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D.C. PRIMARIES: Ward 1

D.C. Council incumbent Jim Graham deflects opponents' brickbats by citing record

Jim Graham (D-Ward 1), a powerful player on the D.C. Council, appears to have weathered recent scandals but must combat some residents' perception of him being too cozy with developers.

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By Paul Schwartzman
Washington Post Staff Writer
Wednesday, August 4, 2010

The incumbent, one challenger alleged, took thousands in political donations from a developer who ran a "campaign of terror" against poor tenants. A second challenger said another four years for a three-term incumbent "would be far too many."

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When it was his turn to respond at a candidates' forum, Jim Graham, the irrepressible D.C. Council member for Ward 1, dismissed his opponents with a rhetorical swipe. "They haven't talked about their records, and here's the reason: They don't have any," he said, before breezily conceding that his tenure has not been without blemish.

Graham, 64, rejected his challengers' allegations, saying he has worked to protect tenants and to expand development in Columbia Heights and on U Street NW. "I'm a human being," he said. "You can't be perfect all the time."

Among the council's most powerful players, Graham wields influence that extends well beyond Adams Morgan, Columbia Heights and other Ward 1 neighborhoods in which he's a ubiquitous figure, cruising in his cream-colored Volkswagen convertible, fastidious in tortoise shell glasses, stylish suits and ever-present bow tie.

In a city of often drab bureaucrats, Graham is an outsize persona, handshaking and schmoozing his way through ribbon cuttings and groundbreakings, spitting out e-mails containing announcements and crime updates, each bearing his signature sign off, "Bests, Jim."

Yet, Graham, who before his election in 1998 ran the Whitman-Walker Clinic, serving AIDS patients and Washington's gay community, is far more than a retail pol. His reach runs the gamut of Washington life: oversight of liquor regulations; access to millions in taxpayer funds to hand out to community groups; a seat on the board of the Washington Metropolitan Area Transportation Authority. His network of supporters has poured more than $200,000 into his campaign, dwarfing the total raised by two lesser-known opponents.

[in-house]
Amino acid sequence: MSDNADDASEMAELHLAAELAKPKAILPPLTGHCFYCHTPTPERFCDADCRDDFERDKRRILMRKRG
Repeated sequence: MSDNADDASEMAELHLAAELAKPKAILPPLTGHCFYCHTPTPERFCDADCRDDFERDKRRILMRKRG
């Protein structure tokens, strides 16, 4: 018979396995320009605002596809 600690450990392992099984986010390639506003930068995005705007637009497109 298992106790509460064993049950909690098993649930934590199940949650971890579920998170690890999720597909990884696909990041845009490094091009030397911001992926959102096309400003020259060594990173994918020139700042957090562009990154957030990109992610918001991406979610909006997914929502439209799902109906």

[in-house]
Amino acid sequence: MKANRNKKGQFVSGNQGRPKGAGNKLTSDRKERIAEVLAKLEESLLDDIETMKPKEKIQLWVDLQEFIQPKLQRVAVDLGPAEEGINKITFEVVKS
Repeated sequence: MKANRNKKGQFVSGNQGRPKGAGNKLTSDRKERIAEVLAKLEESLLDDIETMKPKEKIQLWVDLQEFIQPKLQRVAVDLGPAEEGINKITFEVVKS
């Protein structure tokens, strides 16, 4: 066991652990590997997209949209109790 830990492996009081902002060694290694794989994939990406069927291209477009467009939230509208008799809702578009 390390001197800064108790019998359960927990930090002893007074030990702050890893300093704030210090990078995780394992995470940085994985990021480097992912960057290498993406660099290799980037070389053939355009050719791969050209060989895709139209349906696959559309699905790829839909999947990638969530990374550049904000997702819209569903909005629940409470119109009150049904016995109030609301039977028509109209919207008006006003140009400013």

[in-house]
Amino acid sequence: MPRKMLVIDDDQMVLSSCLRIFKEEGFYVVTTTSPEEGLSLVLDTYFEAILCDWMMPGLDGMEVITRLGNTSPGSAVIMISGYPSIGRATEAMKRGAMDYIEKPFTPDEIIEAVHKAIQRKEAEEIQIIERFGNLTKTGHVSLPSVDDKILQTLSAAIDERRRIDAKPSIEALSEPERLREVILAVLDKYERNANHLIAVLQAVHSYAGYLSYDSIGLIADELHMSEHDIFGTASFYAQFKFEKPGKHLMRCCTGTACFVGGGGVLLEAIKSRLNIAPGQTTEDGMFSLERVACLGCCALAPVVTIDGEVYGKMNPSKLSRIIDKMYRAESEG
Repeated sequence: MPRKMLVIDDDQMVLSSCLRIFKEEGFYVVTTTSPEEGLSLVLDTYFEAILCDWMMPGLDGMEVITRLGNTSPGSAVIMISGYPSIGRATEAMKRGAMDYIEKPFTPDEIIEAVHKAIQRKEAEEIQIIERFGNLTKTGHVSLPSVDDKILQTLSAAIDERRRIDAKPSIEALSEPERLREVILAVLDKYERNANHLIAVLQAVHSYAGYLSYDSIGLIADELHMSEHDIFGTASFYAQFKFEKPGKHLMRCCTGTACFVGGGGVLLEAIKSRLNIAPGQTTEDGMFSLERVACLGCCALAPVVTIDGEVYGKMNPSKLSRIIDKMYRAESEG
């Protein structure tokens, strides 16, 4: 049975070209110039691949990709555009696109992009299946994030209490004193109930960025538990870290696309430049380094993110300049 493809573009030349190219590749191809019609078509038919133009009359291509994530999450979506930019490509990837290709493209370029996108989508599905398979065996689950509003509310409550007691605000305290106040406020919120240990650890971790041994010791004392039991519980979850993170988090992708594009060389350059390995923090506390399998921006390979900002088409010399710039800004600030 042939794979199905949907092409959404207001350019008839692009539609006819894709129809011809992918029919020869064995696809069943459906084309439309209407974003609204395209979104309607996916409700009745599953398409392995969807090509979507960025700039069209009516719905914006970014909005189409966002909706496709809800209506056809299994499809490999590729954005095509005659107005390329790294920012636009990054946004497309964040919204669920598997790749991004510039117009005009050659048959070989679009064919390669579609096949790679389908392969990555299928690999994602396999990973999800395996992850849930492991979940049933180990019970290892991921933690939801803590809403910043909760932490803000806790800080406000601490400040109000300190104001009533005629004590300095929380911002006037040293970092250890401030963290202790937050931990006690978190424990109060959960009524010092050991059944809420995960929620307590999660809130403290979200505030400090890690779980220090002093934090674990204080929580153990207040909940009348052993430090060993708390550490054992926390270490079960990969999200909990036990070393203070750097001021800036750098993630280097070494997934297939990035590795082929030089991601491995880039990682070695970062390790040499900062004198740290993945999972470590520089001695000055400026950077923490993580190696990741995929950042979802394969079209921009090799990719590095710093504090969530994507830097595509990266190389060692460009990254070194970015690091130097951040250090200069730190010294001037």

Yet this campaign for reelection is unlike two Graham won by overwhelming margins. The main reason is the shadow cast by his former chief of staff, Ted G. Loza, who was indicted last fall on charges of accepting $1,500 in bribes to push legislation that would help some powerful players in the city's taxi business. Graham was not charged in the indictment, but he found his name thrust to the center of an embarrassing scandal.

To supporters, Graham is a fierce defender of the city's most densely populated and diverse ward. He champions projects that inject life into forlorn neighborhoods, attends to the smallest of urban migraines, such as potholes and broken street lamps, and balances the needs of competing interest groups, such as the bar owners and residents who quarrel over the quality of life near Adams Morgan's entertainment strip.

But his opponents in the Sept. 14 Democratic primary, Bryan Weaver, an Adams Morgan community leader, and Jeff Smith, a former D.C. school board member, portray Graham as a political boss overly cozy with the real estate industry, whose contributions account for a large portion of his campaign war chest.

Smith, 36, a Park View resident who directs an education advocacy group, likes to invoke Loza to disparage Graham, saying that the aide's indictment suggests that the incumbent "doesn't have a firm grasp" on his staff.

Confident supporters

Graham's supporters contend that the effects of the scandal seem minimal. His campaign last month trumpeted a poll it paid for that found that nearly 70 percent of likely Democratic voters support the incumbent in the primary. Still, at least two groups -- the D.C. Chamber of Commerce and the D.C. Latino Caucus -- endorsed his opponents.

Despite his apparent cushion, Graham zealously guards his image. He declined to be interviewed for this article, but kept close tabs on the reporting -- telephoning and sending e-mails to Washington Post editors to complain that a reporter's questions to others suggested a negative bias. He eventually agreed to answer written questions.


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